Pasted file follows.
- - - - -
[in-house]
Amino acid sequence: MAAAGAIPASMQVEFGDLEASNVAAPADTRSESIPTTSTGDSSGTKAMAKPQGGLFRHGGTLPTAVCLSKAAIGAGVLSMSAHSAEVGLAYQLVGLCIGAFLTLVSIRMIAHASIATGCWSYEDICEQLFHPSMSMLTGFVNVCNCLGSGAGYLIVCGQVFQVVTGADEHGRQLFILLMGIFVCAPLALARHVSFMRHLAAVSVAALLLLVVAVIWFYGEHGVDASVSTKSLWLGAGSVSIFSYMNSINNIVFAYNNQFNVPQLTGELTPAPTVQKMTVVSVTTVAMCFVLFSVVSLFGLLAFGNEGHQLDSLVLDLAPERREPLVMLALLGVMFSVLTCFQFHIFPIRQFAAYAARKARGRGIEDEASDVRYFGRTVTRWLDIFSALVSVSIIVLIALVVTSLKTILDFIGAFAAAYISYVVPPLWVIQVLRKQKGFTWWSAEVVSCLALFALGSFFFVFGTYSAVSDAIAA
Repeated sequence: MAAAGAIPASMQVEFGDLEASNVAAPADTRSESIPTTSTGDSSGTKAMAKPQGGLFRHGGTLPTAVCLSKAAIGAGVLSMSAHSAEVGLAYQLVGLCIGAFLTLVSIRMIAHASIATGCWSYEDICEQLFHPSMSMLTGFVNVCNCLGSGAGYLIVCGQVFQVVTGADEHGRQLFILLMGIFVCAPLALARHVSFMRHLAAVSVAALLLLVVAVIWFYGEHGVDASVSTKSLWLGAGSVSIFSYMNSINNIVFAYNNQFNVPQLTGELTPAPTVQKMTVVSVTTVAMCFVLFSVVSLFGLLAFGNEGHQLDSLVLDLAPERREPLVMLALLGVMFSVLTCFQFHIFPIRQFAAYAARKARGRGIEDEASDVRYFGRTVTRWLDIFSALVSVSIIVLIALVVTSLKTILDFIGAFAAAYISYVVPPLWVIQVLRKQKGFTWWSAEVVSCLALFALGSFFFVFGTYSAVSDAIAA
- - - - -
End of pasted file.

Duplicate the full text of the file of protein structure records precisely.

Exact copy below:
[in-house]
Amino acid sequence: MAAAGAIPASMQVEFGDLEASNVAAPADTRSESIPTTSTGDSSGTKAMAKPQGGLFRHGGTLPTAVCLSKAAIGAGVLSMSAHSAEVGLAYQLVGLCIGAFLTLVSIRMIAHASIATGCWSYEDICEQLFHPSMSMLTGFVNVCNCLGSGAGYLIVCGQVFQVVTGADEHGRQLFILLMGIFVCAPLALARHVSFMRHLAAVSVAALLLLVVAVIWFYGEHGVDASVSTKSLWLGAGSVSIFSYMNSINNIVFAYNNQFNVPQLTGELTPAPTVQKMTVVSVTTVAMCFVLFSVVSLFGLLAFGNEGHQLDSLVLDLAPERREPLVMLALLGVMFSVLTCFQFHIFPIRQFAAYAARKARGRGIEDEASDVRYFGRTVTRWLDIFSALVSVSIIVLIALVVTSLKTILDFIGAFAAAYISYVVPPLWVIQVLRKQKGFTWWSAEVVSCLALFALGSFFFVFGTYSAVSDAIAA
Repeated sequence: MAAAGAIPASMQVEFGDLEASNVAAPADTRSESIPTTSTGDSSGTKAMAKPQGGLFRHGGTLPTAVCLSKAAIGAGVLSMSAHSAEVGLAYQLVGLCIGAFLTLVSIRMIAHASIATGCWSYEDICEQLFHPSMSMLTGFVNVCNCLGSGAGYLIVCGQVFQVVTGADEHGRQLFILLMGIFVCAPLALARHVSFMRHLAAVSVAALLLLVVAVIWFYGEHGVDASVSTKSLWLGAGSVSIFSYMNSINNIVFAYNNQFNVPQLTGELTPAPTVQKMTVVSVTTVAMCFVLFSVVSLFGLLAFGNEGHQLDSLVLDLAPERREPLVMLALLGVMFSVLTCFQFHIFPIRQFAAYAARKARGRGIEDEASDVRYFGRTVTRWLDIFSALVSVSIIVLIALVVTSLKTILDFIGAFAAAYISYVVPPLWVIQVLRKQKGFTWWSAEVVSCLALFALGSFFFVFGTYSAVSDAIAA